How technology firms are transforming Southeast Asia office landscape

October 4, 2018 / By  

Southeast Asia is expected to be the fastest growing internet market in the world1. The number of internet users in Southeast Asia is expected to grow by 14% CAGR to 480 million by 2020, faster than India or China. Strong socio-economic trends underpin the growth of the online economy, which is expected to grow by four times to USD 200 billion by 2025.

To tap on this potential, technology companies have been growing rapidly in Southeast Asia and accelerated their expansion in the last three years. Hardware manufacturers have been operating in Southeast Asia for decades. In the last ten years, internet companies started to enter the region and in the last two years, e-commerce companies started to expand rapidly. We think in the next decade, e-commerce companies will continue to grow, together with flexible work spaces and coworking operators. Gaming and e-sports platforms may become a source of future growth.

Our recent note outlines how technology firms are transforming Southeast Asia’s office landscape. Technology companies have become a key office occupier in Southeast Asia, taking up 15-20% of total gross office leasing volume compared to 5-10% just three years ago. We continue to expect technology companies to take up 15-25% of gross office leasing volumes and Southeast Asia office demand to grow 6% annually for the next decade.

Figure 1: Where are the largest technology companies in Southeast Asia?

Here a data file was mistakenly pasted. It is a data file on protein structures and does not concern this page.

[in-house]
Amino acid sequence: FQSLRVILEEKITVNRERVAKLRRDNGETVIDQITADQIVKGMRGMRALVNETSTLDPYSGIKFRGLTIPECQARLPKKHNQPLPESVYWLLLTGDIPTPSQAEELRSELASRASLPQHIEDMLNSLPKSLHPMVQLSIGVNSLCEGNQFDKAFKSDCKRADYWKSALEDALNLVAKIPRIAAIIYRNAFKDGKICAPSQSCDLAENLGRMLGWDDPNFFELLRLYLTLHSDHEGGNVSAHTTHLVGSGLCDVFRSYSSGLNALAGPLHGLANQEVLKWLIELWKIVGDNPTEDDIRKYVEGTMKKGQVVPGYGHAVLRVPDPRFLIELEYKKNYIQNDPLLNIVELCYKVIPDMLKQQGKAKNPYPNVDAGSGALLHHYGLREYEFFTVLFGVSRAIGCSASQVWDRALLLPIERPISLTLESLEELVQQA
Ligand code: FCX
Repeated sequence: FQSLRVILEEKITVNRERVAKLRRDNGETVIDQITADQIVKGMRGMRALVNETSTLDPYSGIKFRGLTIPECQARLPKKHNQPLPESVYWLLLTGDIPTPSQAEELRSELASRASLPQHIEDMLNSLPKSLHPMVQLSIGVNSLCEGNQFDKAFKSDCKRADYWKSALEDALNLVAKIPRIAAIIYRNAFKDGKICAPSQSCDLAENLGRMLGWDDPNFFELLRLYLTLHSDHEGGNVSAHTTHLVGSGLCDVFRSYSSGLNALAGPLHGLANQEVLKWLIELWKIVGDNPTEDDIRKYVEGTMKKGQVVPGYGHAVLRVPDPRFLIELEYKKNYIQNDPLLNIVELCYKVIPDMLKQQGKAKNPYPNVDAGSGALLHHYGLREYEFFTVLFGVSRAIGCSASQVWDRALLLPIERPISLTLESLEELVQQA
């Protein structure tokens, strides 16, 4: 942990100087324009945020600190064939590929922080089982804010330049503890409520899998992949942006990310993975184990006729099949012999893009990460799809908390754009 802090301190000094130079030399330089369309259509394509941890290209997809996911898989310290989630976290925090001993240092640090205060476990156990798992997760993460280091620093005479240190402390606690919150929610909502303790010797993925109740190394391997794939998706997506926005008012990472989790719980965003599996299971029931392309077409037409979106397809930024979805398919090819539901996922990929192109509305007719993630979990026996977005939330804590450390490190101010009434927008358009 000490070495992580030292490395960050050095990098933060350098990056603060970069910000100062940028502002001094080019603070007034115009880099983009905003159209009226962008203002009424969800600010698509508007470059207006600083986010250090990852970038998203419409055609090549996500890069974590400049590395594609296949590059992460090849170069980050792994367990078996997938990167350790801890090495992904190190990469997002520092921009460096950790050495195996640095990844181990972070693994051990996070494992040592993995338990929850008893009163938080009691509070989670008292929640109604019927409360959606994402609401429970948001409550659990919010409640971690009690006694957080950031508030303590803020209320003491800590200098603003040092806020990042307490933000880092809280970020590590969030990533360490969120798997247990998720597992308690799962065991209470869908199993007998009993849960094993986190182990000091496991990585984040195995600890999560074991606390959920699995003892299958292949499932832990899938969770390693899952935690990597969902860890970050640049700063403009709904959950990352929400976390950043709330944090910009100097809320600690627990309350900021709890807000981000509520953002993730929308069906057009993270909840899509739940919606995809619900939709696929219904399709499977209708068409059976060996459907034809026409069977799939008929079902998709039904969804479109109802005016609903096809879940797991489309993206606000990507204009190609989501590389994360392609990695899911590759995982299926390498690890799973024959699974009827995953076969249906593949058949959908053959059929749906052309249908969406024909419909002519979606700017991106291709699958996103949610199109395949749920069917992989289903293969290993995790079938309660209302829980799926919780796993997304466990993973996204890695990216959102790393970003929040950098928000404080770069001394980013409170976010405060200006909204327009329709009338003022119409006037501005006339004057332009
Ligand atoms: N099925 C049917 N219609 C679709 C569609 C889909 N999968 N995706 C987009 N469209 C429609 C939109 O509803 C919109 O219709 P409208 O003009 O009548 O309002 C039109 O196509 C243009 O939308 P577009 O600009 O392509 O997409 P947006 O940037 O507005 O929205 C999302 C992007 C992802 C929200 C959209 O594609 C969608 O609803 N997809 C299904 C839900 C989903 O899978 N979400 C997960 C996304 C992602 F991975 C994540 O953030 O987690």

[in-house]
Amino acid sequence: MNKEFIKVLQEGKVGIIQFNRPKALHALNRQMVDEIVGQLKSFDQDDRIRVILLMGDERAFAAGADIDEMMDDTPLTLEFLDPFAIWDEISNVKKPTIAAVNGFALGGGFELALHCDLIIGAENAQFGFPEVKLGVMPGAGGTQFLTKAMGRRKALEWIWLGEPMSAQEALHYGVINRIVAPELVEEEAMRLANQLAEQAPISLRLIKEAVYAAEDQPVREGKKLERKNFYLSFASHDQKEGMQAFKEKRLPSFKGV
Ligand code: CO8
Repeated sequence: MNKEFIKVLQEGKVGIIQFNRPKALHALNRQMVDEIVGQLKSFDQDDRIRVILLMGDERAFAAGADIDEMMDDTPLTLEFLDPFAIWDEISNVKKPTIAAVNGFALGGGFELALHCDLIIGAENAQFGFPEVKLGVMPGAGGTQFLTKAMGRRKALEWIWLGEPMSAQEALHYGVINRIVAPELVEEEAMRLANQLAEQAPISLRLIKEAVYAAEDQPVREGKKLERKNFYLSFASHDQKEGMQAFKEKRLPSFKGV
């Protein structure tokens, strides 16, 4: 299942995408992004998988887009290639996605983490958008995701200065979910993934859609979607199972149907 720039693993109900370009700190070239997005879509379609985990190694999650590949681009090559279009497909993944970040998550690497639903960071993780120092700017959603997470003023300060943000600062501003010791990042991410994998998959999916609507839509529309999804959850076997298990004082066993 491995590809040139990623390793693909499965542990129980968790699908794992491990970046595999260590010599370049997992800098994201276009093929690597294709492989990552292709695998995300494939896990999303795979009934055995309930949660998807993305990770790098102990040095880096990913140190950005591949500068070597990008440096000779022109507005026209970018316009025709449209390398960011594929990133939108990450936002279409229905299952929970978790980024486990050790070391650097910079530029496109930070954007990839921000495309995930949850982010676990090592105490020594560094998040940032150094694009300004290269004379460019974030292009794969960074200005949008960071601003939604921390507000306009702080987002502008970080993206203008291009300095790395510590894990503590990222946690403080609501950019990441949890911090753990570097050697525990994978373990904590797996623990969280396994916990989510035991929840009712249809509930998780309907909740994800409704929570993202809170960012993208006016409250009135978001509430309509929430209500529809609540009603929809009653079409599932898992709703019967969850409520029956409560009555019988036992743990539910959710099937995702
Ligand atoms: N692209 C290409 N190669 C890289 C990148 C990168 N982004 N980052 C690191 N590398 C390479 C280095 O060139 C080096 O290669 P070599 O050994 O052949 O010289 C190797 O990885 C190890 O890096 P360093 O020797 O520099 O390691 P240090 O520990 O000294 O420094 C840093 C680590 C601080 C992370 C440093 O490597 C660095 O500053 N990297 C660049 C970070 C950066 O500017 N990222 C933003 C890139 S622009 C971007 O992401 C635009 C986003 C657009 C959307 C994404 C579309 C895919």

Source: JLL estimates

The top five technology companies with the largest footprint in Southeast Asia (Alibaba, Facebook, Google, Sea and Wework) each currently take up between 20,000 to 50,000 sqm of office space in total in Southeast Asia, spread amongst three to five cities. In many cases, they have increased their headcount by 30-50% CAGR over the last 5-10 years. While most have a regional headquarters in Singapore, e-commerce companies also take up significant office space to serve the large domestic consumer markets of Indonesia, Thailand and Vietnam.

Regionally, technology companies’ city preferences are influenced by access to talent pools, supportive government policy and access to customers. These provide for an innovative eco-system conducive for collaboration and start-ups. Singapore stands out as a key global hub due to its transparent and consistent rule of law, open-sourced digital trade environment and the strong government funding for research and innovation. JLL’s China12 report also found that Singapore is the top destination for expansion by Chinese technology companies, beating Silicon Valley, Seoul and Tokyo.

Within each cities, we find that technology companies emphasize the need for transport connectivity, integrated developments incorporating live, work and play elements and building prominence and signage. Due to expansion and technology needs, these companies are often the earliest tenant to pre-commit to brand new buildings.

Flexible office spaces in Southeast Asia have grown by c.40% CAGR in the last three years and now take up 2% of office stock, compared to 0.5-1.0% in 2015. The largest stock of flexible work space is in Singapore, followed by Manila and Jakarta. JLL predicts that as much as 30% of corporate portfolios could be flexible space by 2030.

1 According to the “e-Conomy Southeast Asia Spotlight 2017” report by Google and Temasek

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